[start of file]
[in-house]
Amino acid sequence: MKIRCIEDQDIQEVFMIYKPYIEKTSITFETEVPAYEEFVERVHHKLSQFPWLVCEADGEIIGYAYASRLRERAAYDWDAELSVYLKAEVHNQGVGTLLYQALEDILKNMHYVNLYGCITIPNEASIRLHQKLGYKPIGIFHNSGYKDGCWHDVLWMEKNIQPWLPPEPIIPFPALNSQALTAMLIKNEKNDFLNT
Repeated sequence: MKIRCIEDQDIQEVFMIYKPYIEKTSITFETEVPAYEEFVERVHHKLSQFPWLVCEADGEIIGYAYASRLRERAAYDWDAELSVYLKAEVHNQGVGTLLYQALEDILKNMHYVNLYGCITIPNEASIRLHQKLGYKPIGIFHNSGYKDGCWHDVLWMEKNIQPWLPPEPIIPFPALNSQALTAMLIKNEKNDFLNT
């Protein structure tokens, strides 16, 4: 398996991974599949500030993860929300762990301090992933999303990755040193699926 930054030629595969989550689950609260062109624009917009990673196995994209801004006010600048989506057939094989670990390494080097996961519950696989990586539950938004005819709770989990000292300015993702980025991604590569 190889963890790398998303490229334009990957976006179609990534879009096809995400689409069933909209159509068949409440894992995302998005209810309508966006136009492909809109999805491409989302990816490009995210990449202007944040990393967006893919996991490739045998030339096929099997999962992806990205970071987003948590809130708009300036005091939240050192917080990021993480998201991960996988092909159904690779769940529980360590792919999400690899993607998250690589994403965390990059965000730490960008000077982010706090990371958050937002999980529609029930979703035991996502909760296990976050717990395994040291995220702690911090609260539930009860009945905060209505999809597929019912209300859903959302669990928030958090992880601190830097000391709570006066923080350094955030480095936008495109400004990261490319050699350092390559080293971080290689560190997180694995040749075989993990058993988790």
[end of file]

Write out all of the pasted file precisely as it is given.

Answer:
[in-house]
Amino acid sequence: MKIRCIEDQDIQEVFMIYKPYIEKTSITFETEVPAYEEFVERVHHKLSQFPWLVCEADGEIIGYAYASRLRERAAYDWDAELSVYLKAEVHNQGVGTLLYQALEDILKNMHYVNLYGCITIPNEASIRLHQKLGYKPIGIFHNSGYKDGCWHDVLWMEKNIQPWLPPEPIIPFPALNSQALTAMLIKNEKNDFLNT
Repeated sequence: MKIRCIEDQDIQEVFMIYKPYIEKTSITFETEVPAYEEFVERVHHKLSQFPWLVCEADGEIIGYAYASRLRERAAYDWDAELSVYLKAEVHNQGVGTLLYQALEDILKNMHYVNLYGCITIPNEASIRLHQKLGYKPIGIFHNSGYKDGCWHDVLWMEKNIQPWLPPEPIIPFPALNSQALTAMLIKNEKNDFLNT
């Protein structure tokens, strides 16, 4: 398996991974599949500030993860929300762990301090992933999303990755040193699926 930054030629595969989550689950609260062109624009917009990673196995994209801004006010600048989506057939094989670990390494080097996961519950696989990586539950938004005819709770989990000292300015993702980025991604590569 190889963890790398998303490229334009990957976006179609990534879009096809995400689409069933909209159509068949409440894992995302998005209810309508966006136009492909809109999805491409989302990816490009995210990449202007944040990393967006893919996991490739045998030339096929099997999962992806990205970071987003948590809130708009300036005091939240050192917080990021993480998201991960996988092909159904690779769940529980360590792919999400690899993607998250690589994403965390990059965000730490960008000077982010706090990371958050937002999980529609029930979703035991996502909760296990976050717990395994040291995220702690911090609260539930009860009945905060209505999809597929019912209300859903959302669990928030958090992880601190830097000391709570006066923080350094955030480095936008495109400004990261490319050699350092390559080293971080290689560190997180694995040749075989993990058993988790």